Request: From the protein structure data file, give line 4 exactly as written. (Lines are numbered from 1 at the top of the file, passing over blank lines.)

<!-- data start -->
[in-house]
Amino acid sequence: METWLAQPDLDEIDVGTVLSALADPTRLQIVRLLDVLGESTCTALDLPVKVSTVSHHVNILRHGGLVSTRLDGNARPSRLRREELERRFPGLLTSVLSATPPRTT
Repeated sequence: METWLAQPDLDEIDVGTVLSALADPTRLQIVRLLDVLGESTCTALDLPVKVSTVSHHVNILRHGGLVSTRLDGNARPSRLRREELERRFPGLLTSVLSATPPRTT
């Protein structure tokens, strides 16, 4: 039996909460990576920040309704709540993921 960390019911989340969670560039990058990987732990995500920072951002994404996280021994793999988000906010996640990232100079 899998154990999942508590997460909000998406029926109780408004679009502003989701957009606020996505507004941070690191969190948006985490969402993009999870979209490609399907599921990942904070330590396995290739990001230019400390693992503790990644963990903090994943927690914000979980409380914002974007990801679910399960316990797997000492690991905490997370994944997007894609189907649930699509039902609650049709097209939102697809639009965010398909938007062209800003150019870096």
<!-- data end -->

């Protein structure tokens, strides 16, 4: 039996909460990576920040309704709540993921 960390019911989340969670560039990058990987732990995500920072951002994404996280021994793999988000906010996640990232100079 899998154990999942508590997460909000998406029926109780408004679009502003989701957009606020996505507004941070690191969190948006985490969402993009999870979209490609399907599921990942904070330590396995290739990001230019400390693992503790990644963990903090994943927690914000979980409380914002974007990801679910399960316990797997000492690991905490997370994944997007894609189907649930699509039902609650049709097209939102697809639009965010398909938007062209800003150019870096």